Trivia time: What frontier outpost became the gateway to the Gold Rush of 1849? What town was the Western destination of the 1,966-mile Pony Express mail run? Where in California did America's transcontinental railroad begin?
Answer Sacramento and you get all three right. But to relive the early days of our state capital you have to visit Old Sacramento, a river-front area covering 27 acres.
A $100-million historical preservation project has returned the site to boom-town time, 1849 to 1870. Stroll along balcony-covered boardwalks or climb aboard a horse-drawn carriage to survey the remarkable restoration.
Old Sacramento visitors can listen to a case in the first chambers of the state Supreme Court, watch a play at the Eagle Theater of 1849, pan gold in the Sacramento History Center and tap out a message in the old telegraph office.
What was Sacramento's desolate skid row in 1965 has been transformed into a lively historic quarter with dozens of vintage buildings that house museums, restaurants, shops and offices.
A major attraction is the California State Railroad Museum with 21 handsomely restored locomotives and rail cars. You can tour the Central Pacific Passenger Station, Western depot for cross-country train travel in the 1870s.
Historical walking tours of Old Sacramento depart from the station on weekends at 11 a.m. and 1 p.m. Or follow a self-guiding tour map available from the Old Sacramento Citizens and Merchants Assn. It's in the B. F. Hastings Building at 2nd and J streets; go in the post office entrance at 130 J St.
During 1860-61, the Pony Express arrived with the mail at the same building after a 10-day trip from St. Joseph, Mo. These days a door on 2nd Street leads to the Communications Museum where exhibits recall early mail service and the transcontinental telegraph that put the pony riders out of business.
On the opposite corner you'll see the bronze sculpture of a horse and rider erected as a monument to the Pony Express.
Climb an outside stairway to the Hastings Building's second floor to see the re-created chambers of California's Supreme Court that were in use until 1869, when the state Capitol was built. Also peek in the minimuseum of Wells Fargo Bank on the street level.
Near the river at Front and L streets you can go back to class in a one-room schoolhouse that represented Sacramento's first public school in 1854. Pull a knotted rope by the front door to ring the school bell, then read the number of lashes kids received for various offenses in the "good old days."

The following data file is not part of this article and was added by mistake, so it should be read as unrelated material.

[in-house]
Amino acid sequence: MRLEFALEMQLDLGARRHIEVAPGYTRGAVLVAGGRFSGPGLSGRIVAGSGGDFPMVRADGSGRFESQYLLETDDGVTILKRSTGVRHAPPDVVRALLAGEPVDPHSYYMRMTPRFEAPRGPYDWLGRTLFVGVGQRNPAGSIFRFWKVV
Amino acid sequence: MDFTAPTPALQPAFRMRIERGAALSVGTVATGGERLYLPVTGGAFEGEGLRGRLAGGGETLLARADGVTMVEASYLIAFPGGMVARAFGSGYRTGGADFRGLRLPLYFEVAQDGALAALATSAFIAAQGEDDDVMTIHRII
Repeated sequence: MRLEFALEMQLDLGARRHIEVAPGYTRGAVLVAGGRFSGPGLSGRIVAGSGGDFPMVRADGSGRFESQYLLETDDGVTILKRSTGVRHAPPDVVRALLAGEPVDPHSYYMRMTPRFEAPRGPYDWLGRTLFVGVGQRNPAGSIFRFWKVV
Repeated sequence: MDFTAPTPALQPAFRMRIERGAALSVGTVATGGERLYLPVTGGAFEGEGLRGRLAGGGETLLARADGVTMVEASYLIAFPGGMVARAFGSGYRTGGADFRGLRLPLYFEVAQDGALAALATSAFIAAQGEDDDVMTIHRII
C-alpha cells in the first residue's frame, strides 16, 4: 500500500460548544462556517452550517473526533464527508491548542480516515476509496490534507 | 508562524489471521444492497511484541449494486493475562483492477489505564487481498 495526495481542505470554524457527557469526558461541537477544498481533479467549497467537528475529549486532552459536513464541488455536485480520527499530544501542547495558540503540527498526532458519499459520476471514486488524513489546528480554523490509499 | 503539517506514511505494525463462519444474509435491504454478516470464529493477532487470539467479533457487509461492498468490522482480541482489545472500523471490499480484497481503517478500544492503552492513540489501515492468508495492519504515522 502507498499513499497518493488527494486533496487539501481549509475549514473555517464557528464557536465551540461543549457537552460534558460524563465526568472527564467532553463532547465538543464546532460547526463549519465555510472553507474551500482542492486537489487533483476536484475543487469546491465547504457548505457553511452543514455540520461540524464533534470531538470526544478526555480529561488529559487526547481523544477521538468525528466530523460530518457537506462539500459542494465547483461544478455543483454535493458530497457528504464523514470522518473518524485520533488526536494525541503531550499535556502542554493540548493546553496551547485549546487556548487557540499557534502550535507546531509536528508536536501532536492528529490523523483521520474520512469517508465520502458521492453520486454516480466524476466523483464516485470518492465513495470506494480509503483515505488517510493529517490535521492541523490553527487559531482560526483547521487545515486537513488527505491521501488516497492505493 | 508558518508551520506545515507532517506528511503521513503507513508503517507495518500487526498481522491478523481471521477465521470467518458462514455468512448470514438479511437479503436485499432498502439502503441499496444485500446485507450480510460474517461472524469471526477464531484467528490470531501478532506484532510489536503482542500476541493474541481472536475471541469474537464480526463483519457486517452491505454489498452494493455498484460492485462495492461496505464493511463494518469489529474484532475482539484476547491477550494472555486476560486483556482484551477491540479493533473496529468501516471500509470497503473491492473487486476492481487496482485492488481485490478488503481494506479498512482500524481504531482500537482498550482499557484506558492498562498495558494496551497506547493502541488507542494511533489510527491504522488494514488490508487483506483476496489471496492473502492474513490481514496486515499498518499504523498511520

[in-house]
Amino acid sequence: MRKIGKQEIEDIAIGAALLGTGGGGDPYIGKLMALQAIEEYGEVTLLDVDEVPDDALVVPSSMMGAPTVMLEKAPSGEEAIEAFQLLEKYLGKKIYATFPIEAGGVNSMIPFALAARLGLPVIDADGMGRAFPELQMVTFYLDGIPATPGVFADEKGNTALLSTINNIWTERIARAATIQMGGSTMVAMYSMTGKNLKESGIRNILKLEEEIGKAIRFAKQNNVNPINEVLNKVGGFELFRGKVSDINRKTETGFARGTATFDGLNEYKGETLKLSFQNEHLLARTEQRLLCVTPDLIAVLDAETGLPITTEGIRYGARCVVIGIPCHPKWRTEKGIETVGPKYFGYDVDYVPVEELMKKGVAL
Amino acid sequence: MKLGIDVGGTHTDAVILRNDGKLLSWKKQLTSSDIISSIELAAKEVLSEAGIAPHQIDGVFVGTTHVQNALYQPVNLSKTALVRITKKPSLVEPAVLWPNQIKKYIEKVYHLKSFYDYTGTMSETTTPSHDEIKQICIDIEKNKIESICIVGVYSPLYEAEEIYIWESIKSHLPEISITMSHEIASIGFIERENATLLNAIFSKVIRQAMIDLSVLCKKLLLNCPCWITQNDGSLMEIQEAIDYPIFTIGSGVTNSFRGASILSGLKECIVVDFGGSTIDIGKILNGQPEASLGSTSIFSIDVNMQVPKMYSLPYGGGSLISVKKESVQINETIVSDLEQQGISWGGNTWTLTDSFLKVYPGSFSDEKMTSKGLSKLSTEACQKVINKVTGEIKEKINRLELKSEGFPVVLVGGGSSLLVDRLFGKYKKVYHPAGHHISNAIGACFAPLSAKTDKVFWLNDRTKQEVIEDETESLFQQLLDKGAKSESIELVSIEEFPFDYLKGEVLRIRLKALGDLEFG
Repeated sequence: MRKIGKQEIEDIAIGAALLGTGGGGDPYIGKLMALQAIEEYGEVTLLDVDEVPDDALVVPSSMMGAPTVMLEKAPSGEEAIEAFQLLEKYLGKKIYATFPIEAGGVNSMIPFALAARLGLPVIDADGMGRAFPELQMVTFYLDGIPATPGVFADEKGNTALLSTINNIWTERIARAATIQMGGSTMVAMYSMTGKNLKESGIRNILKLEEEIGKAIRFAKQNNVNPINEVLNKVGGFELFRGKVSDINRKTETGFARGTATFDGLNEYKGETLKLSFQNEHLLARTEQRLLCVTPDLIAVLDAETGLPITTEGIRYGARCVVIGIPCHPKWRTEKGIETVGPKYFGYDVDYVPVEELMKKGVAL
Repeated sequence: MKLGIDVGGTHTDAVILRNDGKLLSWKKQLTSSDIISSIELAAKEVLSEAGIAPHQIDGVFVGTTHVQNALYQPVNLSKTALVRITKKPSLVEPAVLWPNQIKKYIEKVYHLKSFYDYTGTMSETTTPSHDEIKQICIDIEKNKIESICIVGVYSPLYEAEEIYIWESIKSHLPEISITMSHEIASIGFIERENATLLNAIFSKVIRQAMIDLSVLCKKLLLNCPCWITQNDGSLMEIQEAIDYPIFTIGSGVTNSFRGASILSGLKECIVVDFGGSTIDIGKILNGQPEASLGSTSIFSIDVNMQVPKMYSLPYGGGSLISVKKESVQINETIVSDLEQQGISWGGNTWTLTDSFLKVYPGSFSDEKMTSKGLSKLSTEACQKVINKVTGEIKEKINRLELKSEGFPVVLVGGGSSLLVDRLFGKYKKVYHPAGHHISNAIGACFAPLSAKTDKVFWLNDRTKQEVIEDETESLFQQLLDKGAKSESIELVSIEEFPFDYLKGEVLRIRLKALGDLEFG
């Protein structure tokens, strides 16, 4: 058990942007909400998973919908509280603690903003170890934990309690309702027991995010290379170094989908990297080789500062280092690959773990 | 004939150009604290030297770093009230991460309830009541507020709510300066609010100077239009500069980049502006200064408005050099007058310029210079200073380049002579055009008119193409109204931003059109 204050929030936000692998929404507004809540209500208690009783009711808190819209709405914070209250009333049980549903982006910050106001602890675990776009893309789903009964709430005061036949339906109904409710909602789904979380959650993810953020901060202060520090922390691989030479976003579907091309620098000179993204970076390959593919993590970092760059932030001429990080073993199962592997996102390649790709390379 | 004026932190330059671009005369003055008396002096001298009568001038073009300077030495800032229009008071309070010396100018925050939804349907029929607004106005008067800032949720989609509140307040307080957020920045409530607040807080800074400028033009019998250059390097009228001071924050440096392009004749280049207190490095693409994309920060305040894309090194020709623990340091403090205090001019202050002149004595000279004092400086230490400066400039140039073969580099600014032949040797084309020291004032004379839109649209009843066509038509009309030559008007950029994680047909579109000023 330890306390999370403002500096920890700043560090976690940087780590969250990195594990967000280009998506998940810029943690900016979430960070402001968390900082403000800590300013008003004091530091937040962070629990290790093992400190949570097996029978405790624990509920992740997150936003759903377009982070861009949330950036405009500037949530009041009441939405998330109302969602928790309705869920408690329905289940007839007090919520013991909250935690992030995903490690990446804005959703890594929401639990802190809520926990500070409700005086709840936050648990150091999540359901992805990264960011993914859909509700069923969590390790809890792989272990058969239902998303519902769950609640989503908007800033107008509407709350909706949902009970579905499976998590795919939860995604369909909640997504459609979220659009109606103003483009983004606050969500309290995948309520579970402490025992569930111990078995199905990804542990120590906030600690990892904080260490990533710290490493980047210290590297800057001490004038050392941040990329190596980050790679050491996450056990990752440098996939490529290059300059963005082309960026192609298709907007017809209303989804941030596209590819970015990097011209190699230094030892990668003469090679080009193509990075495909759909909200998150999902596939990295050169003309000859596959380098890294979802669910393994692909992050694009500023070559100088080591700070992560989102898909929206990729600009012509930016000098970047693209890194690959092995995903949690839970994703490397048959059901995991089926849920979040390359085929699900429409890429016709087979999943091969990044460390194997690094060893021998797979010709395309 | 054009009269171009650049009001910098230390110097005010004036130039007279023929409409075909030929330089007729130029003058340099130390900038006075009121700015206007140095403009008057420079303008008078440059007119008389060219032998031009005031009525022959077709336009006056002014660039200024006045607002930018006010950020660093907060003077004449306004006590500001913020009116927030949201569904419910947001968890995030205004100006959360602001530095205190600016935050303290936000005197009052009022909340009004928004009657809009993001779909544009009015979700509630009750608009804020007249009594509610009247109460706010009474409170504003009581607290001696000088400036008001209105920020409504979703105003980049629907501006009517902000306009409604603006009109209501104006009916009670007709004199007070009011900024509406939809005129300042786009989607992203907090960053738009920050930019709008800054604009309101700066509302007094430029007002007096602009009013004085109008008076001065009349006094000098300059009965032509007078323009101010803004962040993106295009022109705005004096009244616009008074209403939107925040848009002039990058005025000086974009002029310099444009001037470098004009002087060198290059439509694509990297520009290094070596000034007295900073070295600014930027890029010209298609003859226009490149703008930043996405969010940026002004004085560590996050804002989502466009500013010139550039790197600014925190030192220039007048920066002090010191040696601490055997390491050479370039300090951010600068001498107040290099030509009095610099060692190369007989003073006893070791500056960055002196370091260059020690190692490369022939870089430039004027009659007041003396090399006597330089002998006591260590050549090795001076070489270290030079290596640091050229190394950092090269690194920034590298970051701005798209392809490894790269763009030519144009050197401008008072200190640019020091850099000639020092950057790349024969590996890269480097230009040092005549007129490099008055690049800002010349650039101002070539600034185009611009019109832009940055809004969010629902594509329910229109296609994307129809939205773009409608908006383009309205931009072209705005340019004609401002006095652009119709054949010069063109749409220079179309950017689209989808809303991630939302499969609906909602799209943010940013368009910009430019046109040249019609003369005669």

Also on Front Street is the canvas-sided Eagle Theater, a replacement for the original that was almost washed away with the river flood of 1850. Contemporary plays are performed Friday and Saturday evenings. For information, call (916) 446-6761. During the day, brief slide shows about Sacramento are sometimes run for visitors.
Several structures are open to the public as part of Old Sacramento State Historic Park, including a replica of an 1850s hardware store in the Big Four Building. The store was operated by Collis P. Huntington and Mark Hopkins, who later joined with two other Sacramento merchants, Leland Stanford and Charles Crocker, to plan the first transcontinental railway in an office upstairs.
The first locomotive of their Central Pacific Railroad is on display in the state railroad museum, along with a grand collection of other engines and train cars that helped expand the West. Admission is $3; ages 6-17, $1.
River transportation first put Sacramento on the map, and the waterfront also has been rebuilt. You can board the Matthew McKinley, a pseudo paddle-wheeler that makes sightseeing ($10) and Sunday brunch and dinner cruises ($25-$35) on the Sacramento River. For information, call (916) 441-6481.
Tied up at the wharf is a replica of the Globe, an 1833 brig converted to a floating warehouse during Gold Rush days. Also look for the Delta King, a paddle-wheeler that ran between San Francisco and Sacramento earlier this century. It's being restored as a floating hotel with restaurants, shops and a museum.
Cobblestone streets, gas lamps and horse-drawn vehicles add to the atmosphere of Old Sacramento. You can hire a carriage for a 10-minute ride around the area for $10 (up to seven passengers). Or take a 15-minute ride along the river for $15.
Signs and facades recall the original uses of many buildings, but the activities within are often of modern times. Shops now occupy the Schroth Building bath house on 2nd Street, where sun-heated water was changed in the tubs after every 10 baths.
Two blocks away the 1853 building of volunteer Fire Company No. 3 has become a popular restaurant called the Firehouse; enter through a rear patio from Firehouse Alley. Another favorite eatery, Fat City, was once the store of Sam Brannan who made a fortune selling supplies to the gold miners.